On a hot and sticky bus…

So Spring/Summer has arrived (probably for a brief visit- after all, we are in Britain!) and the bus is smokin’, particularly in the evenings. I quite like seeing all the people dressed up for summer and the cooling breeze coming through the windows whilst sitting on the upper deck. I don’t like the sound of the air con at the back – it’s so loud! The seats as well can begin to feel a bit sticky and prickly when it’s so warm.

I’ve got a bit of a love/hate relationship with my bus at the moment. I love it, because of this project and how many nice people I’m meeting and all of the stories I am gathering, but at the same time, I’m really under pressure with other work deadlines, and the length of the journey is getting me down. I’ve taken to listening to the radio off my phone – which only works on the upper deck – and that seems to pass the time quite nicely. I normally do some reading on the bus in the morning, and just sit thinking and snoozing on the bus on the way home.

On the way back tonight, I decided to start looking out for how people hail down the bus. Really fun to watch actually so I might do some more observations at a future date and create a classification system with diagrams and pointy arrows. Here are my observations:

Fairfield Bus Station: (hailing a 131) little girl clicked her fingers and jumped then clicked her fingers again

New Malden High Street: man performed abrupt thrust with hand and immediately returned hand to his side

New Malden The Fountain: man gave an (almost) longing look towards the bus – ‘please stop!’

St James’ Church: lady grasped out (as if walking in the pitch black), clutching forward

Blake’s Lane: youngish man adjusted hair, vaguely waved down the bus and then adjusted his hair again before boarding

The Plough: middle-aged gentleman straightforwardly put his arm out, palm flat and facing driver

In other news, there is a new bus stop! Thank you to Roger and Jamie for pointing out to me that between Lindsay Road and Longfellow Road, Worcester Park, there will soon be a new bus stop, ‘Brabham Court’. I clearly haven’t been observant of late! Not sure how you pronounce it so just waiting on the announcer lady to have her voice recorded to find out. My project really is about ‘living heritage’ as things are changing all the time! This new development has reiterated to me the need to find out more about the history of the physical route – I am hoping that Transport for London’s Archives may help.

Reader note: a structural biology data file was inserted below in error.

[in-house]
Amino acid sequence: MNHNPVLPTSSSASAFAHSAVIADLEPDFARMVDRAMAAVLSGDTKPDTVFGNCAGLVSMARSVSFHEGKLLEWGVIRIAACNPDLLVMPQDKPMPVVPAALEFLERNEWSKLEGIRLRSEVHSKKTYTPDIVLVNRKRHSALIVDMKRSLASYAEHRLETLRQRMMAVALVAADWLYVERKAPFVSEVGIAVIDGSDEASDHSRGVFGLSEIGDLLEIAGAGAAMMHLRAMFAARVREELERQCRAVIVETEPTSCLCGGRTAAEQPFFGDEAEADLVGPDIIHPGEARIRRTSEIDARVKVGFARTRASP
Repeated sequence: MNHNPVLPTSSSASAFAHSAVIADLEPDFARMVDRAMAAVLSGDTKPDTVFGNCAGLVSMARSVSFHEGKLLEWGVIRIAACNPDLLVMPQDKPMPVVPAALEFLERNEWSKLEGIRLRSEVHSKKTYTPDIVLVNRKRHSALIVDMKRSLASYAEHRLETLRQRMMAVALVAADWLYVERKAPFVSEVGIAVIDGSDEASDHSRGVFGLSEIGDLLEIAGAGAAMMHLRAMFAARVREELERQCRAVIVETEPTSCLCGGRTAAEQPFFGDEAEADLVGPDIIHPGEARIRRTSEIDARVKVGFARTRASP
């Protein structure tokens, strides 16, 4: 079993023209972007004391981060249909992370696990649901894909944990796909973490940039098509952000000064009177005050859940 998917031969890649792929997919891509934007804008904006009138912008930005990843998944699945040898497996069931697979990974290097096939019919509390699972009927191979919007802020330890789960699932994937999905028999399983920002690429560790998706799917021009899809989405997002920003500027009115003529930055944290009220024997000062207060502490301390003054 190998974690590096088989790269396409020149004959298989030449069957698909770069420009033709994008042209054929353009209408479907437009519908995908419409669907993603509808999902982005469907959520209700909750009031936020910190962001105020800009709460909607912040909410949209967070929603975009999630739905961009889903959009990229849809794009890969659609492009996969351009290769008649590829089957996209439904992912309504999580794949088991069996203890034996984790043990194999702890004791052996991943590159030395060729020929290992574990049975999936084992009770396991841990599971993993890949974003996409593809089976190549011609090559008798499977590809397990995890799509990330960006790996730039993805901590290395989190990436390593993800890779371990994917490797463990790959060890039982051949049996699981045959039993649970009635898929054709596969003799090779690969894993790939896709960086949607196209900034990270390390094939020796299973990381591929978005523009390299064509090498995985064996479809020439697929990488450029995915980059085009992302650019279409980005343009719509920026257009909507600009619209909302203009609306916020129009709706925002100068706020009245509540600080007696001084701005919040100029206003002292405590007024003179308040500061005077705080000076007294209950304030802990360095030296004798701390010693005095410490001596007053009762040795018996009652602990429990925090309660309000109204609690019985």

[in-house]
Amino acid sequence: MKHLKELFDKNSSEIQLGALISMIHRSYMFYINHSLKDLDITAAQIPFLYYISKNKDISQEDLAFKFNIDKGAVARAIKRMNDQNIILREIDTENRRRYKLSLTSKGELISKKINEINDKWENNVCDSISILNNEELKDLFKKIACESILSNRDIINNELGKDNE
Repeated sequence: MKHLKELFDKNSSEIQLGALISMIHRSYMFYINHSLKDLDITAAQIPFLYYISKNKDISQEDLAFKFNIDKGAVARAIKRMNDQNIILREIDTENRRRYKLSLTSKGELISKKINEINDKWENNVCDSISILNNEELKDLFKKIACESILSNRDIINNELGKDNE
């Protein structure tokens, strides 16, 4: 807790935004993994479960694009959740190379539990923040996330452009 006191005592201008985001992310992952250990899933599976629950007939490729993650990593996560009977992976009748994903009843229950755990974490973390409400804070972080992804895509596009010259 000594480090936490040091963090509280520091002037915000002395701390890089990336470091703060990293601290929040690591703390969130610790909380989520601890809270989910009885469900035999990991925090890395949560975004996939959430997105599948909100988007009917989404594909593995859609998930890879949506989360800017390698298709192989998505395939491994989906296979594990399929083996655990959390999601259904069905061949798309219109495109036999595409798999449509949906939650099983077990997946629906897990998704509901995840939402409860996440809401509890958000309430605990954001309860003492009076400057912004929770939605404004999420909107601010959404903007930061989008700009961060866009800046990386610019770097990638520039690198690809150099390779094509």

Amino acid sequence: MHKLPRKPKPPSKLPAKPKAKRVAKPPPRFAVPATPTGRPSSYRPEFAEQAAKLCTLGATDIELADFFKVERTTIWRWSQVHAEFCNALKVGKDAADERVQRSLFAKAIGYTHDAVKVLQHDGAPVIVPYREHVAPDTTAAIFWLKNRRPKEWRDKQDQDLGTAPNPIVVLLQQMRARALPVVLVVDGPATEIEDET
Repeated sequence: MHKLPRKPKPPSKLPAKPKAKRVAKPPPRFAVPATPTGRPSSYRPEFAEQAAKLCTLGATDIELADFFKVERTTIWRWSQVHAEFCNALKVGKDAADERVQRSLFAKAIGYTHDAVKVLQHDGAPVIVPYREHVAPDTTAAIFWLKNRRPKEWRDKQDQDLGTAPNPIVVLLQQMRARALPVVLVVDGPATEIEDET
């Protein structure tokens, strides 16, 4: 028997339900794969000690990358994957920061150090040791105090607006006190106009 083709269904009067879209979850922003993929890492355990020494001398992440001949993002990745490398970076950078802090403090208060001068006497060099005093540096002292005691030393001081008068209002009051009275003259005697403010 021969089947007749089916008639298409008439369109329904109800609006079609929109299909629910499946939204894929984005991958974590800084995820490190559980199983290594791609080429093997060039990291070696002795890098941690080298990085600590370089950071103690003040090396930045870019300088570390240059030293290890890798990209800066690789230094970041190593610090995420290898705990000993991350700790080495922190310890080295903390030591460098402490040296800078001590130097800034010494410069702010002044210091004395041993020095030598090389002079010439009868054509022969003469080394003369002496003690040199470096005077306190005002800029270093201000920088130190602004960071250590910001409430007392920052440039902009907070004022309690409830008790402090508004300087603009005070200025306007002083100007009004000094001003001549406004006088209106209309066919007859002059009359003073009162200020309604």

A new bus stop for Worcester Park

A new bus stop for Worcester Park

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Cheam – A reminiscence and an interesting comparison

I’ve been trying to gather more information over recent weeks so haven’t had too much time to actually write a blog! I have finally walked the entire route! Not in one go, I hasten to add – although the parts were tiring enough. Today I walked from Langley Grove, New Malden to Kingston, I’ve also done The Triangle, Coombe to Kingston Bypass, Blakes Lane, Old Malden to Lindsay Road, Worcester and on the occasion of going to Cheam – from Lindsay Road, Worcester Park to Sutton! You can see a lot by walking and obviously I’ve photographed everything so hope to upload some interesting snaps later.

comparison cheam broadwayRichard Holmes, local pub historian gave me a postcard he bought of the 113 bus (precursor to 213) passing along Cheam Broadway in the 1920s. Turns out it is an S439 type bus. I decided it’d be fun to recreate the photo in modern times and the below image is my attempt. I got some strange looks standing in the middle of a road crossing waiting for the 213 to pass but it was a fun exercise I will probably try to do more once I’ve made my selections from Kingston and Sutton Archives’ photo collection (there are some cracking images of the old A3 among others…hope to post in the future with some examples).

I also advertised in my work’s newsletter and that has prompted some wonderful memories. This is one of my absolute favourites:

I felt I must respond to your request for experiences on the 213 bus as it
was my mode of transport in 1956 to Cheam Village to see my fiancée
having had to sell my 1938 Austin 12 to buy the engagement ring!   At that
time I would have travelled on the new underfloor engined RF buses.

On one occasion I didn’t use the 213 because I missed the last bus home around midnight and had to walk!

The gentleman above lived in Arundel Road, Kingston at the time which is about 5 miles from Cheam. A long walk, but worth it I’m sure, as he and his wife are still together – 57 years later!

Kingston Bus Garage, 1964

Kingston Bus Garage, 1960s

The two images above form part of a collection of photographs donated to Kingston Museum and Heritage Service by a gentleman called John Eagle. We don’t know very much at all about him but he enjoyed photographing Kingston in the 1960s! To the left, you can see a 213A to Belmont Station just leaving Kingston ‘Bus Park’, and the right hand image is captioned ‘Next to Kinema Cinema Out of shot on left looking east’, dated 1964 it shows the now demolished Kingston Bus Station. Kindly dug out for me by lovely volunteer Mick.

The Bus Station/Depot was closed on May 17th 2000 after 80 years of use to make way for the Rotunda Complex. By that point, services had been running from Cromwell Road for 5 years (since 1995) and the garage had only been used by London United buses which eventually relocated to Tolworth Garage. The Garage was built for the London General Omnibus Company in 1922 and included an indoor waiting area. It was the only London Transport garage without automatic bus washers and until closure, all buses were cleaned by hand!

213s are operated by GoAhead, based at Sutton Garage, although historically they have used Kingston, Norbiton and Sutton Garages!

Source: Adams, T (2000) ‘Kingston Bus Garage closes its doors after 80 years’ in KATAlogue, No.46, Summer 2000